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  1. #1
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    SRAM vs. Shimano Chains

    I'm doing some work on my wife's Specialized... and it needs a new chain. I'm considering a SRAM PC 1051 and a Shimano Ultegra 6701.

    It's a 10 speed built with lower-end SRAM components.
    Based on some research, both are similarly priced and have good reviews.
    I am planning to install the chain.

    Any recommendations? From a install standpoint, it's the P-Lock vs. use of a connecting rivet. If I go Shimano, does anyone know if the connecting rivet is included when you buy new chain?

  2. #2
    'brifter' is a lame word.
    Reputation: cxwrench's Avatar
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    They are indeed both good. And of course the Shimano chains come w/ a pin. It's not a rivet, it's a pin.
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  3. #3
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    I just bought a new bike that came built with Shimano Ultegra 8000 mechanical groupset. It came with a SRAM chain (not sure which one)

    The bike (drive train) made a fairly obnoxious rattling sound from the day it was new. Between myself and the bike shop, we pretty much tried everything possible in terms of adjustments.

    The hangar was perfect, the indexing was as close to perfect as you can get.

    I got tired of fussing with it (and listeng to it), and finally decided to try a new chain

    I splurged on a new Shimano Dura Ace chain (came with the new Shimano quick link) and the noise disappeared.

    It's a sample size of 1, but I don't think I'll be going back to a SRAM chain any time soon.

    As an aside, I really like the Dura Ace chain and the new quick link. The link has a much more positive 'click' to it when it locked or unlocked. Even after a several installations and removals, it still has firmer 'snap' when it's locked. As a big rider (6 ' 5", 230lbs), it gives me a lot of confidence that it's not going to fail, even after several uses.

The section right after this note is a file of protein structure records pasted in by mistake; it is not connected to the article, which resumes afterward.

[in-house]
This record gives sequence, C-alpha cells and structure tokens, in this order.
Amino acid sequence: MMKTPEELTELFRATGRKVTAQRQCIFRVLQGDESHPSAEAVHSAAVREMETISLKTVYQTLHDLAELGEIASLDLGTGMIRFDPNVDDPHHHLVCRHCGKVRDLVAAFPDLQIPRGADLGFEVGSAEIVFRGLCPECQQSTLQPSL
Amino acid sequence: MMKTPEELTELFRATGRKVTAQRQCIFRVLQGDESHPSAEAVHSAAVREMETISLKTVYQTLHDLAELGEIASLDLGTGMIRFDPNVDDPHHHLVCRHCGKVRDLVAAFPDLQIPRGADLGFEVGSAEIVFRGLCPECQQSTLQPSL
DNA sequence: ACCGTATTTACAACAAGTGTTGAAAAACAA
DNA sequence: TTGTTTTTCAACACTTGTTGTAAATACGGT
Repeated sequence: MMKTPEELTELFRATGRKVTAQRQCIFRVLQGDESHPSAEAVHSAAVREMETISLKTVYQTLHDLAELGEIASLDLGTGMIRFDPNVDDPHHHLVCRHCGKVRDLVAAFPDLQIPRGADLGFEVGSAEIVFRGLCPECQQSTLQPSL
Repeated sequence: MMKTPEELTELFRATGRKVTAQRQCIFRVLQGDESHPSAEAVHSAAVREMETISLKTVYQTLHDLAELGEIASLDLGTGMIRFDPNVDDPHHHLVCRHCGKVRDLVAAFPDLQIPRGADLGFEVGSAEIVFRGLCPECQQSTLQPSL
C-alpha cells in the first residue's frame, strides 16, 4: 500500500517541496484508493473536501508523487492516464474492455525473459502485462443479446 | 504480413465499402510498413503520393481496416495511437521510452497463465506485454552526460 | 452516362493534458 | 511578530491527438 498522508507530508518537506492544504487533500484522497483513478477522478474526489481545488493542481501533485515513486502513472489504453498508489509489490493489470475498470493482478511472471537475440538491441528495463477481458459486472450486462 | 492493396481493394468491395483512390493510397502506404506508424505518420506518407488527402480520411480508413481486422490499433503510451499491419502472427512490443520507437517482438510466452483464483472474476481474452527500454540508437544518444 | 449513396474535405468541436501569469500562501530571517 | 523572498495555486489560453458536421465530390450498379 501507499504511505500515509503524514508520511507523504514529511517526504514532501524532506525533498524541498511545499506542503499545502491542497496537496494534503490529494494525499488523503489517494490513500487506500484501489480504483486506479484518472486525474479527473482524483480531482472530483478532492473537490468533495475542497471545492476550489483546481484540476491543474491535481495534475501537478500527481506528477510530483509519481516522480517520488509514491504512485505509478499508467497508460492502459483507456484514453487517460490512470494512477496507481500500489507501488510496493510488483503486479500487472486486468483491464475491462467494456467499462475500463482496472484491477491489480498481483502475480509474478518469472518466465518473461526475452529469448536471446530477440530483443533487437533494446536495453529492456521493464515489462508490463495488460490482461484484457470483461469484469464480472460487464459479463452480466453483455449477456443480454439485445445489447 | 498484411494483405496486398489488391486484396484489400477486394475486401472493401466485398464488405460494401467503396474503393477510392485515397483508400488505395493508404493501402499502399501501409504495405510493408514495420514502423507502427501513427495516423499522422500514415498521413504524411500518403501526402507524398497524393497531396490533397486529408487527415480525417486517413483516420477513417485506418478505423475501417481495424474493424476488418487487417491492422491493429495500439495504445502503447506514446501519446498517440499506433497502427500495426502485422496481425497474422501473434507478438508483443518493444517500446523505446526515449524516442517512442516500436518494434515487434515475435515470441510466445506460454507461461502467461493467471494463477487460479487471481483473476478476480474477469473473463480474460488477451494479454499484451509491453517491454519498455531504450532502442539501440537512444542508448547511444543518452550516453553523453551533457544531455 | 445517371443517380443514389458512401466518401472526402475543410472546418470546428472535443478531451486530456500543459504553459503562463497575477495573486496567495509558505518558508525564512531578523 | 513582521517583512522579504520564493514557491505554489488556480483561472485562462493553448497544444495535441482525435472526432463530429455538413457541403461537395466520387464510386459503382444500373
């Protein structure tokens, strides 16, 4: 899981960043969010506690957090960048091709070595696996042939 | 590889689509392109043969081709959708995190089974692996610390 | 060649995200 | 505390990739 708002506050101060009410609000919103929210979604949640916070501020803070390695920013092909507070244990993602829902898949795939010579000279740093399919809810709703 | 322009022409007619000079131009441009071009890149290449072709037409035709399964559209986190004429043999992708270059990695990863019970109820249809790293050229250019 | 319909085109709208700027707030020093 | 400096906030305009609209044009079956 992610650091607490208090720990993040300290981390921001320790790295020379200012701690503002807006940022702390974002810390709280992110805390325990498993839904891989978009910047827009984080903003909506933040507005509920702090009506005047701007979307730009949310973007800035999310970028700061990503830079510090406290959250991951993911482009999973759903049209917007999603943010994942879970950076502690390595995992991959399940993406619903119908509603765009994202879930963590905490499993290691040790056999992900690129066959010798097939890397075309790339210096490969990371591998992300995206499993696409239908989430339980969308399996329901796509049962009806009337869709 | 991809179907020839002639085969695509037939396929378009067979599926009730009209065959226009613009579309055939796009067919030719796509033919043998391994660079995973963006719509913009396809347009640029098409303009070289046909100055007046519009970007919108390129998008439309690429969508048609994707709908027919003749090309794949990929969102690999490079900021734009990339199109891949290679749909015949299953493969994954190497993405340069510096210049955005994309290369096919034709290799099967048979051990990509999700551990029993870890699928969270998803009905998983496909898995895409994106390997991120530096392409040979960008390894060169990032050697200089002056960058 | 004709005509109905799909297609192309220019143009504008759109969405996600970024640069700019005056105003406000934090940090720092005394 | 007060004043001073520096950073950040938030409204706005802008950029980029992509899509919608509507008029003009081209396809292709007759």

Disclaimer 1: Shimano says it's a single use item

    Disclaimer 2: Shimano would love to sell you a new one every time you remove your chain.

    I know a lot of people use SRAM chains with great success. My experience is limited, but I'll be sticking to Shimano chains.

  4. #4
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    As far as performance goes I'd suggest an 11 speed Dura Ace chain. Yes, I did notice you said 10 speed.
    11 speed chains work fine and in my experience just shift a little better than 10 speed chains with 10 speed. The down side is they don't last quite as long. A very rough estimate is I get about 20% less out of them as compared to 10 speed.

    They also seem to collect less gunk than 10 speed chains. "mud shedding" and "Sil-tech" are the marketing buzz words that I assumed were BS but there seems to actually be some merit to the claims of shedding gunk better.


    But if you just want a chain that works okay either of the two you are looking at would be fine.

  5. #5
    Los Barriles, BCS, Mexico
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    Alternatively, Id recommend a KMC X10.93 chain. Ive used them for years on all of our bikes. Inexpensive, quiet, good shifting and come with their KMC reusable quick-link.
    Last edited by DaveT; 07-29-2018 at 06:49 AM.
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  6. #6
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    Thanks for confirmation.

  7. #7
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    Quote Originally Posted by DaveT View Post
    Alternatively, Id recommend a KMC X10.93 chain. Ive used them for years on all of our bikes. Inexpensive, quiet, good shifting and come with their KMC reusable quick-link.
    excellent bang-for-buck choice...
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  8. #8
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    Thanks for background. My wife doesn't ride on the roads all that much, opting for her Peloton 3-4x week - but only occasionally w/ me on the roads. All to say that I am not looking to splurge for the Dura Ace chain.

    I've also heard really good things about SRAM chains and since it's a SRAM build; I was initially leaning towards one of their mid-level chains.

    Almost all of my experience has been with Shimano chains and they have been great. Hard to go away from something that isn't broken.